The story then works itself out in classic Western terms, with the corrupt sheriff and the righteous outlaw facing each other. The story becomes less about the bounty than about their personal, mutual, need for settlement, made all the sharper because they have met in the past. And eventually we see the younger William Munny emerging from his shell of age: He turns again into a fearsome man.
This process takes place against a full sense of the town's life. The screenwriter, David Webb Peoples, ignores the recent tradition in which the expensive star dominates every scene, and creates a rich gallery of supporting roles. Here his models are the Western masters like John Ford, who populated their movies with communities. Richard Harris plays English Bob, a famous gunfighter who now lives off his publicity and is followed everywhere by W. W. Beauchamp (Saul Rubinek), a writer for pulp Western magazines; after Munny is in a gun battle, Beauchamp scribbles furious notes, and wants to know, "who'd you kill first?"
Also important in the town is the madam, Strawberry Alice (Frances Fisher), who has raised the bounty and wants revenge for the mutilation of her girl Delilah (Anna Thomson). Skinny Dubois (Anthony James), owner of the bar and brothel, has more practical concerns: He paid good money for Delilah, and wants compensation; in the half-tamed West, some men now appeal to the law instead of settling things themselves.
The long final act of the movie involves William Munny's desire to avenge the death and public humiliation of his friend Ned, whose corpse has been put on display in a box outside the saloon. Here we see Eastwood as the master of the kind of sustained action sequence he learned from Leone and Siegel: Not a boring montage of quick cuts and meaningless violence, but a story told through deliberate strategy, in which events may not be possible, but are somehow plausible. William Munny, the hapless hog farmer who couldn't even saddle his own horse, has been transformed into the efficient, omniscient figure of vengeance we know from Eastwood's earlier roles. The old pro still remembers the moves.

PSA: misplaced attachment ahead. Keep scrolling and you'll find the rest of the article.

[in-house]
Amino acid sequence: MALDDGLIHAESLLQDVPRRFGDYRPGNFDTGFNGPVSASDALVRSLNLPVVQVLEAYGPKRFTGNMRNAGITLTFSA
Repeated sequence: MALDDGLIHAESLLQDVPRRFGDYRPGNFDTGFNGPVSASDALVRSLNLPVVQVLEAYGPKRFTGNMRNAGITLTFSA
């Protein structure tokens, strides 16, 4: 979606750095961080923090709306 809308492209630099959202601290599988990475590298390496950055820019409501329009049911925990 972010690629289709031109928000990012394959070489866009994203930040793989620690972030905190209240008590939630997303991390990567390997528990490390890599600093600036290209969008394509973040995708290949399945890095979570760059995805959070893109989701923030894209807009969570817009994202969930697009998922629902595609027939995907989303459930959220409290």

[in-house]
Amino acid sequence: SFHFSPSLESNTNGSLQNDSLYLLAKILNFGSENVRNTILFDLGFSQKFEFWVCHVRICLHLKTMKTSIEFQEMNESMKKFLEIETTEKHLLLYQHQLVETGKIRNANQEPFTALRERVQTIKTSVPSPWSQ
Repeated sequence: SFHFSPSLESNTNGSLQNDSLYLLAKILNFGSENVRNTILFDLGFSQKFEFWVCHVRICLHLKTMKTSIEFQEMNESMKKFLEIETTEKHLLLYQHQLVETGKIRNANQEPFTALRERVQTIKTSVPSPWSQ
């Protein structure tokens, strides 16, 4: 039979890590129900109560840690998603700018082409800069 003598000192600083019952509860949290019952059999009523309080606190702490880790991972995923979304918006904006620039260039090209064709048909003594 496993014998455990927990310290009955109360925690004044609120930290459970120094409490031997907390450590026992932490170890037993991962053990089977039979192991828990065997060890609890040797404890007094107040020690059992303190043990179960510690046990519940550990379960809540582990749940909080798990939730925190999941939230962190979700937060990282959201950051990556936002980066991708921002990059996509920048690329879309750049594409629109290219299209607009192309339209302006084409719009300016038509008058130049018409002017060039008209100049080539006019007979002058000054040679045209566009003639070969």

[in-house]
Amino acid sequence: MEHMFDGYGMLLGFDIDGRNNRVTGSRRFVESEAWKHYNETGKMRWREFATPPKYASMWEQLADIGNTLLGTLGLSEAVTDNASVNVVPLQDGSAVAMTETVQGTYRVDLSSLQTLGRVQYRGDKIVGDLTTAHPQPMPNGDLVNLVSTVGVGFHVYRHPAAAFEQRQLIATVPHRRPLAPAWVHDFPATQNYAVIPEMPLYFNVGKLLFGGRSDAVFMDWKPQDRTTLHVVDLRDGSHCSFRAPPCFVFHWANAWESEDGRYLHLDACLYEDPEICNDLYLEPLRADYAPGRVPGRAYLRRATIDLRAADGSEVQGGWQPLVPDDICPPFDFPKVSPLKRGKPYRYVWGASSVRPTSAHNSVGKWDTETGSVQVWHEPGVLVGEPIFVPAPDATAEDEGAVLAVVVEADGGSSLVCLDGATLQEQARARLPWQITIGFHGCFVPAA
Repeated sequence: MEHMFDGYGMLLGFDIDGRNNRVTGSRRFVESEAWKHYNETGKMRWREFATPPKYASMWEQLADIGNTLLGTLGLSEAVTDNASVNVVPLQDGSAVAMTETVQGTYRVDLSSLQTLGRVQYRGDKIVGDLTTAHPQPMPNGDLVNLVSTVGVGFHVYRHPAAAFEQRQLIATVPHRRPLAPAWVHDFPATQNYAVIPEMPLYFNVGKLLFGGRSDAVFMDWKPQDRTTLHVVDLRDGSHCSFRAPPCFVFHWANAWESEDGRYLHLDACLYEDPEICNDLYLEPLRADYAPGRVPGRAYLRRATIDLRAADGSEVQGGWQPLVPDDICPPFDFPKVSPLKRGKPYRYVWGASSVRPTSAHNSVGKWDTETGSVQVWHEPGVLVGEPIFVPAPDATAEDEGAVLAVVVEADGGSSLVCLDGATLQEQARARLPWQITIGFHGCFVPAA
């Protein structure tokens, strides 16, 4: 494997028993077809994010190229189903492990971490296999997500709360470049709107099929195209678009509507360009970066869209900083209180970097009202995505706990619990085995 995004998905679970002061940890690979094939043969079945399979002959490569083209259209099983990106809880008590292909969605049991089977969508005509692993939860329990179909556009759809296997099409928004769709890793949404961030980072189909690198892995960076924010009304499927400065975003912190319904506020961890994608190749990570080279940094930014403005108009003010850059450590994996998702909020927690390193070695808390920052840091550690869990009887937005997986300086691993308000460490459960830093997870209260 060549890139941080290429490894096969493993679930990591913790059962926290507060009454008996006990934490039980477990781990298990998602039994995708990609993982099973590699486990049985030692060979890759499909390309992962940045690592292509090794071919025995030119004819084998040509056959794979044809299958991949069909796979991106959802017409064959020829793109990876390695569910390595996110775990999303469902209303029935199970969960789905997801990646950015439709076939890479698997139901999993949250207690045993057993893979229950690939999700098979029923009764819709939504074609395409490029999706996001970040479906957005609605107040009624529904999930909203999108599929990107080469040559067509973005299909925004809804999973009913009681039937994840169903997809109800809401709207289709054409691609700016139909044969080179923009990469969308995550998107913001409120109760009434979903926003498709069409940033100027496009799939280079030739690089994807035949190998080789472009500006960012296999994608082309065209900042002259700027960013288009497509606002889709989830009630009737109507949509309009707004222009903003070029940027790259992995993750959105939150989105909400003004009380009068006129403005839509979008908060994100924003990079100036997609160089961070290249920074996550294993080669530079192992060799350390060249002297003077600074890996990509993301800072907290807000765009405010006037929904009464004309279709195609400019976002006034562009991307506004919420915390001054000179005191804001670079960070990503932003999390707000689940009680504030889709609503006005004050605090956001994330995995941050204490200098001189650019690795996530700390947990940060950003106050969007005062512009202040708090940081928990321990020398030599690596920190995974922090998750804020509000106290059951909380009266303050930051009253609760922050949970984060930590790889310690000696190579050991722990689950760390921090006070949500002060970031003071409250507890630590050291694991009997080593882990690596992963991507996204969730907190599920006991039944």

The title of the movie is intriguing. Does Munny still seek forgiveness from his dead wife, and the others he wronged? There is a sense that he is still haunted by guilt: He has reformed, but has not made amends. Munny tells Logan: "Ned, you remember that drover I shot through the mouth and his teeth came out the back of his head? I think about him now and again. He didn't do anything to deserve to get shot, at least nothin' I could remember when I sobered up."
His friend says "You ain't like that no more." Munny says, "That's right. I'm just a fella now. I ain't no different than anyone else no more." But his voice lacks conviction, and we sense unfinished business in the air. Munny says he needs the bounty money to support his kids, but the kids would be better served if the old man didn't ride off to risk his life against fresher gunfighters.
If Clint Eastwood had not been a star, he would still figure as a major director, with important work in the Western, action and comedy genres, and unique films like "Bird" (1988), his biography of the saxophonist Charlie Parker, the love story "The Bridges of Madison County" (1995), and the wonderful "A Perfect World" (1993), which seems to be about a hunt for an escaped convict, but seems oddly distanced from the chase, and more concerned with the values and histories of the characters. It has the elements of a crime picture, but the freedom of an art film. "Unforgiven," too, uses a genre as a way to study human nature.
There is one exchange in the movie that has long stayed with me. After he is fatally wounded, Little Bill says, "I don't deserve this. To die like this. I was building a house." And Munny says, "Deserve's got nothin' to do with it." Actually, deserve has everything to do with it, and although Ned Logan and Delilah do not get what they deserve, William Munny sees that the others do. That implacable moral balance, in which good eventually silences evil, is at the heart of the Western, and Eastwood is not shy about saying so.
Dialogue source: Tom Dirks' filmsite.org.